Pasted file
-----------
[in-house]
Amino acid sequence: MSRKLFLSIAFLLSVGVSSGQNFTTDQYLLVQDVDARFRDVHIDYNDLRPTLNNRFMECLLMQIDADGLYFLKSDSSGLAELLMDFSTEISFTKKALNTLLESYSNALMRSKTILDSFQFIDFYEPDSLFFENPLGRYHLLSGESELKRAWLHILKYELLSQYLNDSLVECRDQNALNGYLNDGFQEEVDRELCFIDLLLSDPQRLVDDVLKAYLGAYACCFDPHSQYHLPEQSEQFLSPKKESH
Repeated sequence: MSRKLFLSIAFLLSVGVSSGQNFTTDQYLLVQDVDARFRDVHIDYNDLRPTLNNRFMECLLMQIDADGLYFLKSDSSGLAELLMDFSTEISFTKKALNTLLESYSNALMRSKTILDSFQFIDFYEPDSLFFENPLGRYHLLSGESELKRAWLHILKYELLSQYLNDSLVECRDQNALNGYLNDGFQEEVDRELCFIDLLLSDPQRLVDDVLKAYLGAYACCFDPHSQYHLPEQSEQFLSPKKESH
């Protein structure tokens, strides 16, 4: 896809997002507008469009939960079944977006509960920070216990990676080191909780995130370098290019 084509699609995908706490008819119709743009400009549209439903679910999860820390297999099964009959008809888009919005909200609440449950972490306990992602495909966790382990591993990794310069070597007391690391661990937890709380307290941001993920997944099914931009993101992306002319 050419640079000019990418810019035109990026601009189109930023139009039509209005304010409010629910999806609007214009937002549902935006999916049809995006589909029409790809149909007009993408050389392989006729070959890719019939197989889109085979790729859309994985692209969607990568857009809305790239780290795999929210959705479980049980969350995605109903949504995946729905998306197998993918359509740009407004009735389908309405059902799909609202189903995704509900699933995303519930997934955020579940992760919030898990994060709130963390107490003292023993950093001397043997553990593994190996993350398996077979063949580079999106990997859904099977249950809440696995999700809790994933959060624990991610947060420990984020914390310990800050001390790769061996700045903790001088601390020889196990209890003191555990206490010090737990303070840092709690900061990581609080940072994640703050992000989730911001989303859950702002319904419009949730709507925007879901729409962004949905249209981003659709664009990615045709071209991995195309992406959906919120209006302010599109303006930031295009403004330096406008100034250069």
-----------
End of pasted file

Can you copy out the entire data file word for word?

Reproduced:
[in-house]
Amino acid sequence: MSRKLFLSIAFLLSVGVSSGQNFTTDQYLLVQDVDARFRDVHIDYNDLRPTLNNRFMECLLMQIDADGLYFLKSDSSGLAELLMDFSTEISFTKKALNTLLESYSNALMRSKTILDSFQFIDFYEPDSLFFENPLGRYHLLSGESELKRAWLHILKYELLSQYLNDSLVECRDQNALNGYLNDGFQEEVDRELCFIDLLLSDPQRLVDDVLKAYLGAYACCFDPHSQYHLPEQSEQFLSPKKESH
Repeated sequence: MSRKLFLSIAFLLSVGVSSGQNFTTDQYLLVQDVDARFRDVHIDYNDLRPTLNNRFMECLLMQIDADGLYFLKSDSSGLAELLMDFSTEISFTKKALNTLLESYSNALMRSKTILDSFQFIDFYEPDSLFFENPLGRYHLLSGESELKRAWLHILKYELLSQYLNDSLVECRDQNALNGYLNDGFQEEVDRELCFIDLLLSDPQRLVDDVLKAYLGAYACCFDPHSQYHLPEQSEQFLSPKKESH
């Protein structure tokens, strides 16, 4: 896809997002507008469009939960079944977006509960920070216990990676080191909780995130370098290019 084509699609995908706490008819119709743009400009549209439903679910999860820390297999099964009959008809888009919005909200609440449950972490306990992602495909966790382990591993990794310069070597007391690391661990937890709380307290941001993920997944099914931009993101992306002319 050419640079000019990418810019035109990026601009189109930023139009039509209005304010409010629910999806609007214009937002549902935006999916049809995006589909029409790809149909007009993408050389392989006729070959890719019939197989889109085979790729859309994985692209969607990568857009809305790239780290795999929210959705479980049980969350995605109903949504995946729905998306197998993918359509740009407004009735389908309405059902799909609202189903995704509900699933995303519930997934955020579940992760919030898990994060709130963390107490003292023993950093001397043997553990593994190996993350398996077979063949580079999106990997859904099977249950809440696995999700809790994933959060624990991610947060420990984020914390310990800050001390790769061996700045903790001088601390020889196990209890003191555990206490010090737990303070840092709690900061990581609080940072994640703050992000989730911001989303859950702002319904419009949730709507925007879901729409962004949905249209981003659709664009990615045709071209991995195309992406959906919120209006302010599109303006930031295009403004330096406008100034250069």